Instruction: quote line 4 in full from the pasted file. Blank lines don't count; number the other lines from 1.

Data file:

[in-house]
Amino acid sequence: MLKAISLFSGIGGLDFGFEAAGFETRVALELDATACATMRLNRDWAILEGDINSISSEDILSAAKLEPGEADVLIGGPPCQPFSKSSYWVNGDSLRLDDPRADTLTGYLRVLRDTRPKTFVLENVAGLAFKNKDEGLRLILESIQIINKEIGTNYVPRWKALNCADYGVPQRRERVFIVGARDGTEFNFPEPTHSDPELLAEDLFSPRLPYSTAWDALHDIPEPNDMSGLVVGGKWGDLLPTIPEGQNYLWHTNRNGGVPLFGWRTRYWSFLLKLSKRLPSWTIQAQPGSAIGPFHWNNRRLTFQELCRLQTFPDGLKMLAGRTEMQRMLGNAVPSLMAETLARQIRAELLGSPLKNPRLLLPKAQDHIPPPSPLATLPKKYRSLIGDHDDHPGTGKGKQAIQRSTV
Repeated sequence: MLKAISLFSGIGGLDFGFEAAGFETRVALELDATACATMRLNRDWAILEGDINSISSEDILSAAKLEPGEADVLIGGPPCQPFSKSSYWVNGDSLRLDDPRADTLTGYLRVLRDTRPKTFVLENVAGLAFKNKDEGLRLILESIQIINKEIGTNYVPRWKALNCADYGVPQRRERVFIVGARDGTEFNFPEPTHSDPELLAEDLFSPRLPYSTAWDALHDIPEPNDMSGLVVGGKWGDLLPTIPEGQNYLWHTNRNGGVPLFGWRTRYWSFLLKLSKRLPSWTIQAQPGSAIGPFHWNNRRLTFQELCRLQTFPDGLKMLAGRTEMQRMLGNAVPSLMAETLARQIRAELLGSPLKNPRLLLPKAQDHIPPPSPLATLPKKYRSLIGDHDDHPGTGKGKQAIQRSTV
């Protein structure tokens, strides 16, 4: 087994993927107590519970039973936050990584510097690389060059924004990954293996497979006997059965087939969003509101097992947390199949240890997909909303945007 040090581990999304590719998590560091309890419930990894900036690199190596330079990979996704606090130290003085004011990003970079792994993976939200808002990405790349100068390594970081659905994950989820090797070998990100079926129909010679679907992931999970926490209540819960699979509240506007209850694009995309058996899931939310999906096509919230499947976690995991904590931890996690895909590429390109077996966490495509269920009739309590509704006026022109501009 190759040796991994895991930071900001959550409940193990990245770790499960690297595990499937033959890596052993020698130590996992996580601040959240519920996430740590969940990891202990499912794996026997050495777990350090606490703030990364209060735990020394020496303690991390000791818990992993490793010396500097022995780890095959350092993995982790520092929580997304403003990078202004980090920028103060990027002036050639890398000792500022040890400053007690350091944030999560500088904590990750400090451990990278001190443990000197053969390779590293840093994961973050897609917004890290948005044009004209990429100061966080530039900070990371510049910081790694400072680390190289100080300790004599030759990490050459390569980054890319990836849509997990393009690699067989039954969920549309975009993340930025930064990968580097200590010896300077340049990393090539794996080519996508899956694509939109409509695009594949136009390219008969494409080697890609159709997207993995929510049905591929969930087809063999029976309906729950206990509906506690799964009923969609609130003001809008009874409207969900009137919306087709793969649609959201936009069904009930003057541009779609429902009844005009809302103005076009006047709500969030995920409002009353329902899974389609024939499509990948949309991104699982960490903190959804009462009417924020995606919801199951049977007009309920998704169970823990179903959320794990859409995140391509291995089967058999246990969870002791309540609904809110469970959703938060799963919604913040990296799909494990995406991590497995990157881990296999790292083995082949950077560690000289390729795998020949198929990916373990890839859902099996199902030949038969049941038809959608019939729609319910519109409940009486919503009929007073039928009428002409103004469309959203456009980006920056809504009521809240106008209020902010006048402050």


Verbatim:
């Protein structure tokens, strides 16, 4: 087994993927107590519970039973936050990584510097690389060059924004990954293996497979006997059965087939969003509101097992947390199949240890997909909303945007 040090581990999304590719998590560091309890419930990894900036690199190596330079990979996704606090130290003085004011990003970079792994993976939200808002990405790349100068390594970081659905994950989820090797070998990100079926129909010679679907992931999970926490209540819960699979509240506007209850694009995309058996899931939310999906096509919230499947976690995991904590931890996690895909590429390109077996966490495509269920009739309590509704006026022109501009 190759040796991994895991930071900001959550409940193990990245770790499960690297595990499937033959890596052993020698130590996992996580601040959240519920996430740590969940990891202990499912794996026997050495777990350090606490703030990364209060735990020394020496303690991390000791818990992993490793010396500097022995780890095959350092993995982790520092929580997304403003990078202004980090920028103060990027002036050639890398000792500022040890400053007690350091944030999560500088904590990750400090451990990278001190443990000197053969390779590293840093994961973050897609917004890290948005044009004209990429100061966080530039900070990371510049910081790694400072680390190289100080300790004599030759990490050459390569980054890319990836849509997990393009690699067989039954969920549309975009993340930025930064990968580097200590010896300077340049990393090539794996080519996508899956694509939109409509695009594949136009390219008969494409080697890609159709997207993995929510049905591929969930087809063999029976309906729950206990509906506690799964009923969609609130003001809008009874409207969900009137919306087709793969649609959201936009069904009930003057541009779609429902009844005009809302103005076009006047709500969030995920409002009353329902899974389609024939499509990948949309991104699982960490903190959804009462009417924020995606919801199951049977007009309920998704169970823990179903959320794990859409995140391509291995089967058999246990969870002791309540609904809110469970959703938060799963919604913040990296799909494990995406991590497995990157881990296999790292083995082949950077560690000289390729795998020949198929990916373990890839859902099996199902030949038969049941038809959608019939729609319910519109409940009486919503009929007073039928009428002409103004469309959203456009980006920056809504009521809240106008209020902010006048402050």